* 8:00am  - Wake up, feed, maybe have some skin-to-skin cuddle time after, get dressed.  Out to the living room.  Read books, play with toys (rattles especially at this point), mostly interaction time on the couch with her in my lap, often laying on my knees looking back at me.  Her morning awake time was never terribly long (not usually more than 1 1/2 hours, including feeding time), she seemed ready to nap all morning long.  I used a Moses basket for the first 2 months, until she outgrew it, so her daytime naps were in the living room, where I was doing things -- cleaning the kitchen, doing laundry, etc.  I tried my best to just 'go on with my day' so that she would get used to sleeping with noise around.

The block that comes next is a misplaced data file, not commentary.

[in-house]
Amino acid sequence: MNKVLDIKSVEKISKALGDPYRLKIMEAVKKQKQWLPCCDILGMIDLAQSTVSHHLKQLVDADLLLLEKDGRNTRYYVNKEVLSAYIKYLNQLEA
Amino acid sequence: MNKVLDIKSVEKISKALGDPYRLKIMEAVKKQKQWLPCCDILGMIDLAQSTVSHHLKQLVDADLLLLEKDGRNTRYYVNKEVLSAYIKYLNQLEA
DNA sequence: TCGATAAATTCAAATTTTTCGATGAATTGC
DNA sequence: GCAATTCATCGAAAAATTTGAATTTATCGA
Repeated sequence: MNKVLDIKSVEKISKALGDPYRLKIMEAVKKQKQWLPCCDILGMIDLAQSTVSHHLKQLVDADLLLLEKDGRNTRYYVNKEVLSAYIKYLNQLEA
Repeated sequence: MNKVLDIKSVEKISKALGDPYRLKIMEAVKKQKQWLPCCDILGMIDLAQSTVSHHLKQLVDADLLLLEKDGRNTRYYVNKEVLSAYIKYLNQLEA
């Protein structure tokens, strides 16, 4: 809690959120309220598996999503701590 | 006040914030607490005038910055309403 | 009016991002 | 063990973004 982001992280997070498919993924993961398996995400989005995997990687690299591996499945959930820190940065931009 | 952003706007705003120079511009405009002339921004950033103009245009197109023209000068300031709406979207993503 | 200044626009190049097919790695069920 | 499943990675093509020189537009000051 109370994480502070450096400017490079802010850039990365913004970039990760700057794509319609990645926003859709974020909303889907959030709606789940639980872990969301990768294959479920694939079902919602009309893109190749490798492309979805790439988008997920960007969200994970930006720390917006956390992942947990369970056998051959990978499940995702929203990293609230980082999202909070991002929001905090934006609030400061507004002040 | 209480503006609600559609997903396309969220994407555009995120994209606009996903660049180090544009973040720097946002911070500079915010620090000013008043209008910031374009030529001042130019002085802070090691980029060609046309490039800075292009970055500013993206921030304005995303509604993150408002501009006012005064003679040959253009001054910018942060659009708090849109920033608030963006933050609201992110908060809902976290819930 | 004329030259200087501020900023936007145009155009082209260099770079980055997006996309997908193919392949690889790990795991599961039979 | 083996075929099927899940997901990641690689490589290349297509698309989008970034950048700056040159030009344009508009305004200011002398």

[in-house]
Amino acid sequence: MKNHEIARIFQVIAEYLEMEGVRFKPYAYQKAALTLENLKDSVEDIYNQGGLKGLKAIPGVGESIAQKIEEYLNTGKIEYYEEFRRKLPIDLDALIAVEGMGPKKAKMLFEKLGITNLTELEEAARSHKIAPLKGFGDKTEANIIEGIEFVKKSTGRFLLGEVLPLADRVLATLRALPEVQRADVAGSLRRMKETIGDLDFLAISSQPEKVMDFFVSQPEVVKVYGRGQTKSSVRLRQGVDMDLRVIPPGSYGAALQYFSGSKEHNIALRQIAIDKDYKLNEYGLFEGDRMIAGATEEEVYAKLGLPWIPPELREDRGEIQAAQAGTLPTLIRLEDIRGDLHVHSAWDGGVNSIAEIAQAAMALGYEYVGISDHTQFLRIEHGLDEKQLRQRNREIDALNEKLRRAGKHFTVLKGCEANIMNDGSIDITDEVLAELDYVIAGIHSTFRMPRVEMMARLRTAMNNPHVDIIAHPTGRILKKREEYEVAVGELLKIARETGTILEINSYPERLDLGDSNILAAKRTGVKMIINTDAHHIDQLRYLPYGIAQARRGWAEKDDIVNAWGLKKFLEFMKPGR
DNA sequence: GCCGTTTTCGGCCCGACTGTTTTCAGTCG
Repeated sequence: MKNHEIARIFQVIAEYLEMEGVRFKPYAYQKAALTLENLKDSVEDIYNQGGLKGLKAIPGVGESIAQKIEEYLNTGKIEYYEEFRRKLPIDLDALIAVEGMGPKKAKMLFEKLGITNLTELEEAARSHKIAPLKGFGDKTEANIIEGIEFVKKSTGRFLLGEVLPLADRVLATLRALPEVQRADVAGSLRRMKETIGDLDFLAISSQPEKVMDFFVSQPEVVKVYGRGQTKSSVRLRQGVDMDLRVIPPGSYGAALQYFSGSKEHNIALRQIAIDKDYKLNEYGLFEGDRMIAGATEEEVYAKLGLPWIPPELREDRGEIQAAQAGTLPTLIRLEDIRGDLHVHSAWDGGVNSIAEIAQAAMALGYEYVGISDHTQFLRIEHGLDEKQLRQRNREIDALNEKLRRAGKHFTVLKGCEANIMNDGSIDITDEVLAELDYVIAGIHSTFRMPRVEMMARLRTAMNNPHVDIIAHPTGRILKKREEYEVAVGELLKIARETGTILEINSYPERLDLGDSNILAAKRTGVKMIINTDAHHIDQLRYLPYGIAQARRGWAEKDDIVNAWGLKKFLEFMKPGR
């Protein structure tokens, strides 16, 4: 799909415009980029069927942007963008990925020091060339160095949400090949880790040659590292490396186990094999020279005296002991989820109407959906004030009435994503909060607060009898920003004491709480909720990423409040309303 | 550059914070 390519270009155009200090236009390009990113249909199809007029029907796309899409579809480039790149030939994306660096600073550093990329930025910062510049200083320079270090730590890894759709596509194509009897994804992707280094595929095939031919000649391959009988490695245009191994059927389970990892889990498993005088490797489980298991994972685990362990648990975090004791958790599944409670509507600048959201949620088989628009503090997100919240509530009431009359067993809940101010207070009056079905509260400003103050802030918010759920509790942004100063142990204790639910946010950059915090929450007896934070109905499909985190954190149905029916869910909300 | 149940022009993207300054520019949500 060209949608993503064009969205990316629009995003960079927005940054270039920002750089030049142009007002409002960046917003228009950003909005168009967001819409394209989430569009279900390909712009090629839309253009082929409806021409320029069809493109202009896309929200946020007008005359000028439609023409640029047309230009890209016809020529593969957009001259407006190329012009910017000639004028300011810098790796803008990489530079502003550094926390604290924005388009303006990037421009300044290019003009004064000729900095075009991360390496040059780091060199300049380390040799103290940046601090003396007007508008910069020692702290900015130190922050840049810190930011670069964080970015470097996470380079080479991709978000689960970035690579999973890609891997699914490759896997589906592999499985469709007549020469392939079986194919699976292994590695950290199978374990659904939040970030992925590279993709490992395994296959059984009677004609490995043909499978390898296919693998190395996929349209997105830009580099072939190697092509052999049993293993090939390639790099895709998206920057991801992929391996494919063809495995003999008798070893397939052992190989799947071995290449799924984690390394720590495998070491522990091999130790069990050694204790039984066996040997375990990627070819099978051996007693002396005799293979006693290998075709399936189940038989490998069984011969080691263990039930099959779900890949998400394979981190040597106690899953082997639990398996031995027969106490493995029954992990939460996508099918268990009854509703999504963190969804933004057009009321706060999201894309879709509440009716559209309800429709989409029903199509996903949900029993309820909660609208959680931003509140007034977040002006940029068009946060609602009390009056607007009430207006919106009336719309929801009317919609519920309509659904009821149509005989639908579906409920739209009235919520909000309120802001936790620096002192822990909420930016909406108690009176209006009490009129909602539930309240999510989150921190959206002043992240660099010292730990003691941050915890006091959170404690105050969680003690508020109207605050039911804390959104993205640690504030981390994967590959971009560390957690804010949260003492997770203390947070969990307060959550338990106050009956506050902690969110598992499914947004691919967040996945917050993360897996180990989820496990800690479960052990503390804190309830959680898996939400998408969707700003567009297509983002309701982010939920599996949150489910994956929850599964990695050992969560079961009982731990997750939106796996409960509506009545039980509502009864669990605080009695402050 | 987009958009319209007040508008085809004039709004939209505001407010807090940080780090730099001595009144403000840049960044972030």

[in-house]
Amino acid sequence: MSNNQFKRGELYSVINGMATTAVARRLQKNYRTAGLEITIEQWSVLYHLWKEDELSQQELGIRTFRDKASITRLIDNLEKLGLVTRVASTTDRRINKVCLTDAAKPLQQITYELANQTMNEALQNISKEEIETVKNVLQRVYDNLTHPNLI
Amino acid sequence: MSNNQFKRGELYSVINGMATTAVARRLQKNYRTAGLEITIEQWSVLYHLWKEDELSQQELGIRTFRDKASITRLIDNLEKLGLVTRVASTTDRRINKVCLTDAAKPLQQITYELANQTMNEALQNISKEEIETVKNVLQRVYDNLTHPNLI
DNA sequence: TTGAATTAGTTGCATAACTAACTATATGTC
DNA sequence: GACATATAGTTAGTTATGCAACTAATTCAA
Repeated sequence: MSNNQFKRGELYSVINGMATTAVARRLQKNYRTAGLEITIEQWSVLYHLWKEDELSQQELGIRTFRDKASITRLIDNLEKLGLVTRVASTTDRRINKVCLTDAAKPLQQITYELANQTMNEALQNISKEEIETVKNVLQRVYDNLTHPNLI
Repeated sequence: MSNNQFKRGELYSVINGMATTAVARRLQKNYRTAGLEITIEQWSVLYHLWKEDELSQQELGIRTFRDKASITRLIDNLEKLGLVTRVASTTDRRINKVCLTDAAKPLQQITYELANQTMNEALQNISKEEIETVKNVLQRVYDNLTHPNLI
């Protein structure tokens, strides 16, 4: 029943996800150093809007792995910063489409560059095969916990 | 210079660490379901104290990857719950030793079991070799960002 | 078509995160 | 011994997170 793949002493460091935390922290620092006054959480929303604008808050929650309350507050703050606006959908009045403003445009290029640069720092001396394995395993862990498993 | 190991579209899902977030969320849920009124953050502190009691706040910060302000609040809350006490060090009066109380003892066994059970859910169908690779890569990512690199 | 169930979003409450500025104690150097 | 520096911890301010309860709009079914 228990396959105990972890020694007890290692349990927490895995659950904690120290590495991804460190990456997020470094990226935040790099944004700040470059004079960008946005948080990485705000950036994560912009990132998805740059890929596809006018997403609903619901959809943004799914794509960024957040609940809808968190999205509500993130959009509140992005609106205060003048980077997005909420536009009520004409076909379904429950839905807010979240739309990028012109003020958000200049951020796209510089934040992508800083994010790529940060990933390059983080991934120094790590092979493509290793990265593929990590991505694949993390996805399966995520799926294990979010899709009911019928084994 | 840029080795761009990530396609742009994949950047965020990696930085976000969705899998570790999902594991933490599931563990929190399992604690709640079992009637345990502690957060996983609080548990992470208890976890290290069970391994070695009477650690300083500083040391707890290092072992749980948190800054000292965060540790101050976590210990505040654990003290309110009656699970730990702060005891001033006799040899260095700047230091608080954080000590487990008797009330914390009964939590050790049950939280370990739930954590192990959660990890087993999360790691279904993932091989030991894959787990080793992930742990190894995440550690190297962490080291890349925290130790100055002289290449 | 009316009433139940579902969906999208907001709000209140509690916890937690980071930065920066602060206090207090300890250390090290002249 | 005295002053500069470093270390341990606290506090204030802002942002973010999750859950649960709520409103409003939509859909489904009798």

* 9- 9:30 - Nap time.  I would lay her down--on her tummy, awake, but drowsy, and let her fuss if she needed to, until she fell asleep. This is when I would use the "20 Minutes of Grace" rule.  Giving her time to work out whatever she needed to work out to help her fall asleep.  All the while, praying for her.

* 11-11:30 - Wake up, feed, change diaper, etc.  At 2 months, I was still waking her up during the day, if she slept to the 4 hour mark-- from the time of the Beginning of the last feed.  So for example, if she fed at 8, then went down at 9 or 9:30, I would let her sleep until 11:30, and feed her no later than 12.  But I think at this point, I was still closer to 3 hours, instead of 4.  Sometimes at this point she would wake up on her own within that time frame, but she always slept for at least 2 hours during that morning nap.